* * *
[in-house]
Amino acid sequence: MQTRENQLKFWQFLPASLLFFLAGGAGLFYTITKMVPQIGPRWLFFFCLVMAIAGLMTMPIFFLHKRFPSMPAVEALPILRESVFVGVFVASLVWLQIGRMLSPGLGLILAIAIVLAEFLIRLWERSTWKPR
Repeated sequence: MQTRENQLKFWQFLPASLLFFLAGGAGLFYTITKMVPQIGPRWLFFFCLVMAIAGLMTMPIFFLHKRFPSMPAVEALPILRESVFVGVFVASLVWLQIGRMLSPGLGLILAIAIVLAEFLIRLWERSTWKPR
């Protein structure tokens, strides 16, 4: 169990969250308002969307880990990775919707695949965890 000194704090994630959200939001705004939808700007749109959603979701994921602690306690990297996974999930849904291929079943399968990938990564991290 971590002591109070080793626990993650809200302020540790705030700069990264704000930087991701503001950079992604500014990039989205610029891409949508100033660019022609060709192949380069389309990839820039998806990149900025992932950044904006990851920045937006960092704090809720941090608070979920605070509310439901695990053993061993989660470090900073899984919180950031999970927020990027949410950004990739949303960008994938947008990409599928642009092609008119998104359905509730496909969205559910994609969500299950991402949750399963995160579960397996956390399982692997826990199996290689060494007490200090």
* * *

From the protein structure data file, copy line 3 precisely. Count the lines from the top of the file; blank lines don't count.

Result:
Repeated sequence: MQTRENQLKFWQFLPASLLFFLAGGAGLFYTITKMVPQIGPRWLFFFCLVMAIAGLMTMPIFFLHKRFPSMPAVEALPILRESVFVGVFVASLVWLQIGRMLSPGLGLILAIAIVLAEFLIRLWERSTWKPR